‘He just doesn’t like women,’ his owner commented to me after I had checked out his pet’s (entirelly normal) testes. It crossed my mind to reply that his dog seemed to like me perfectly well, but he seemed like a lovely man and he had been kind enough to speak in English after all (one of only two non-British clients who chose that path this week).

‘Some men just don’t.’ I replied with a shrug. ‘It’s nothing to worry about.’ Of course, it may be that given another bitch, his dog might change his mind. Love can be a fickle thing.

It has been a week of contrasts and working every day this week has meant I played a full part in all the drama at both ends of the spectrum. It is often the case that when a very old pet is reaching the end of its natural life, there comes a time when it needs a great deal of care. Sometimes just how much is brought home to an owner when they are faced with the decision of how to find someone to take responsibility for their animal during the vacation. It isn’t always possible. Even if you choose to take a holiday where your pet goes on your journey with you, it isn’t always suitable for an animal that is nearing the end of its life to travel at all and sometimes difficult decisions have to be made. The contrast to this has been seen in the number of kittens I have seen this week which have been found and adopted by their finders. The real generosity of some of our pet owners is deeply heart warming.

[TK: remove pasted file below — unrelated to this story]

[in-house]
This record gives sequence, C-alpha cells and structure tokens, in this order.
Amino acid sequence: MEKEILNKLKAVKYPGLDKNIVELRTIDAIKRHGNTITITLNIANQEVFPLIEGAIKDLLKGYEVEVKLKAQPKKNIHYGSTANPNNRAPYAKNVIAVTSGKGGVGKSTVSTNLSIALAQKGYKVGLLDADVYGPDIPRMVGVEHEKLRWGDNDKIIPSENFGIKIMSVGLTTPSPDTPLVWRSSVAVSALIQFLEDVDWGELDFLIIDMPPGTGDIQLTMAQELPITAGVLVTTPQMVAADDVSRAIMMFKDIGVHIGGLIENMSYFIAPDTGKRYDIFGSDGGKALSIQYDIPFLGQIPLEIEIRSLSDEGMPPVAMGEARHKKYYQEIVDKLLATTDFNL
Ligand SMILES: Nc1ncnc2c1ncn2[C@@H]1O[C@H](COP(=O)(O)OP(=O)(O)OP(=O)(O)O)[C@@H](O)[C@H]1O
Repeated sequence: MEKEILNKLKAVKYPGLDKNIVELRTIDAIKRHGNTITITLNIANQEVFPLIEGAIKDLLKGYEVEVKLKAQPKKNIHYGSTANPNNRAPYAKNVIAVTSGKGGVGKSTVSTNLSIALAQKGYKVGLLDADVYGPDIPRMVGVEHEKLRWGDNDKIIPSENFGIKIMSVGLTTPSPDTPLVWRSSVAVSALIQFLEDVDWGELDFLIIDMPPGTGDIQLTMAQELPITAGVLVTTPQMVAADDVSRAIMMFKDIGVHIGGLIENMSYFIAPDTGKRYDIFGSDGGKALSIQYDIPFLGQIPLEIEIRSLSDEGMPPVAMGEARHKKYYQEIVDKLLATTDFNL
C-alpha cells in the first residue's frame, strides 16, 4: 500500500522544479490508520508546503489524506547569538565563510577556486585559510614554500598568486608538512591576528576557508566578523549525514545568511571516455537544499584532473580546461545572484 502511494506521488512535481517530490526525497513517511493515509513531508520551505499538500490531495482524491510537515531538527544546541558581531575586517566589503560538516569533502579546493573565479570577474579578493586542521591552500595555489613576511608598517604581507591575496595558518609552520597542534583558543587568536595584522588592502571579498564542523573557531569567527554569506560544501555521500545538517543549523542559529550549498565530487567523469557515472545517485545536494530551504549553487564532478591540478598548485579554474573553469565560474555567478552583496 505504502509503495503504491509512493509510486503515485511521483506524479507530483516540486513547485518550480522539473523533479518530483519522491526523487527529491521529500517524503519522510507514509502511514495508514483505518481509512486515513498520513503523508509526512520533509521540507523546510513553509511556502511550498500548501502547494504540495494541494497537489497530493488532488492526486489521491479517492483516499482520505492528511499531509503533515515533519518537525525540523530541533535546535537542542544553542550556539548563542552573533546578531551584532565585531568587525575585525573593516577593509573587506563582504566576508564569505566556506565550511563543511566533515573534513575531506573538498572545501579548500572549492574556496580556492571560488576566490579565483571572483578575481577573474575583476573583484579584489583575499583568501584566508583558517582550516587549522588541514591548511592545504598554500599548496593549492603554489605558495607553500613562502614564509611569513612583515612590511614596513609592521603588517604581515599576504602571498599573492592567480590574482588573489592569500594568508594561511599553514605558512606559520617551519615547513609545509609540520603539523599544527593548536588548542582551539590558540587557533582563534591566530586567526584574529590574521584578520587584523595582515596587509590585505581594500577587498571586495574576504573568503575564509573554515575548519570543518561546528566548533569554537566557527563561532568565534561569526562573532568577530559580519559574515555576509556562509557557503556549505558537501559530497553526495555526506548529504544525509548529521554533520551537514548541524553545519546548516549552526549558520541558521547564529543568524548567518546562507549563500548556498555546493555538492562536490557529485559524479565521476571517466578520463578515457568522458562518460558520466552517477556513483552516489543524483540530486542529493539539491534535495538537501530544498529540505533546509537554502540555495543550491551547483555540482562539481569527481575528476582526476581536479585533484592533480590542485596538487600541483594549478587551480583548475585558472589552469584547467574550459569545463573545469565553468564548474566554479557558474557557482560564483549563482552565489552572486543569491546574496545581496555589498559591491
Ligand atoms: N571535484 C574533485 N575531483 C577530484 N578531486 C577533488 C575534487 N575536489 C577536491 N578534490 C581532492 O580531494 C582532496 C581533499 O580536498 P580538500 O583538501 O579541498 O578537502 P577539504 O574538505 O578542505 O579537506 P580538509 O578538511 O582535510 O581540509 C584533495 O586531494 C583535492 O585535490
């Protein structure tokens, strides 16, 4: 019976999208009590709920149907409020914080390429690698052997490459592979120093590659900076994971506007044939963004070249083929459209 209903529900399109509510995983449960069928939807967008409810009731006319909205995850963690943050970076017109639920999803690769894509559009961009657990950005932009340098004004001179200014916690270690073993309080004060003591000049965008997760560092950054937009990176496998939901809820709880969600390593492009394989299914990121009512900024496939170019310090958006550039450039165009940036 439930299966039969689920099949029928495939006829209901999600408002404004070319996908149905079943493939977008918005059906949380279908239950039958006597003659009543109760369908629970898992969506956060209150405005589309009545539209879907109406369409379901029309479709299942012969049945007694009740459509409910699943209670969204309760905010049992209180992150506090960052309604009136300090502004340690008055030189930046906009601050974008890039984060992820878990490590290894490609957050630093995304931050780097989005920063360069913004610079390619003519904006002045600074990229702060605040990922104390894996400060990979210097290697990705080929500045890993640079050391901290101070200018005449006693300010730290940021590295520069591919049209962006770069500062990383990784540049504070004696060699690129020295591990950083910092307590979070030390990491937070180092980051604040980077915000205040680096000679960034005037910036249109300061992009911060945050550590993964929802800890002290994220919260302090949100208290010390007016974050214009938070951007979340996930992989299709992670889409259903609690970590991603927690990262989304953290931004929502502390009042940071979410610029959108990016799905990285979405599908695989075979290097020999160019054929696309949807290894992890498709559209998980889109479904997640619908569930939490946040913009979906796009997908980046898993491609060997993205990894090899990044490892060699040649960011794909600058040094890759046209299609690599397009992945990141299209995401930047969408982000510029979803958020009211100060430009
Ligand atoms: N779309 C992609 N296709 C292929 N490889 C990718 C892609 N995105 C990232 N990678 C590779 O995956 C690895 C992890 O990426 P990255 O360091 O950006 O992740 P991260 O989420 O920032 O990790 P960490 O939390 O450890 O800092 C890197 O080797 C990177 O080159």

There was no sad ending for Ludwig, a delightful young Cairn terrier. Ludwig first arrived at the clinic on a Sunday evening, vomiting and in agony. After initially thinking that his pain was abdominal, Marita quickly discovered that poor Ludwig was actually suffering from a testicular torsion. He was given strong pain-killers and his excruciating condition was resolved by careful castration of the affected testicle.

To Marita’s delight, when he returned on Tuesday, as soon as Ludwig saw her across the waiting room, he  launched himself towards her and greeted her with delight. It has often been a source of rueful irony to me, that having loved animals enough to become a vet,  so many of them regard me with at best, suspicion and at worst, fear and dislike.  The only times I have seen this truly reversed was in the emergency clinic. It happened enough to convince me that when an animal comes into the clinic in real genuine pain, and you are the person who gives them relief, then there is no doubt that they feel grateful. I think anyone experiencing this would be left in no doubt of the complex nature of a dog’s consciousness.

I asked Ludwig’s owner if I could take his photo for my blog, and as he was too busy sniffing around the consulting room to pose, Marita picked him up for a cuddle. He immediately took advantage of the situation by kissing her most enthusiastically. Despite the fact that Marita likes him very much indeed, I’m not sure she enjoyed the experience as much as he did.IMG_6515

 

 

 

 

 

 

IMG_6516IMG_6514Still, understandably, she was both happy, and delighted with his reaction. There are few things better than knowing you have done a great job, especially when the result is seeing a lovely young animal make a full and happy recovery. If they like you as well, that really is the icing on the cake.

 

Todays featured image is of Turbo Trine, Irene’s lovely dog, who had been in to have her teeth cleaned.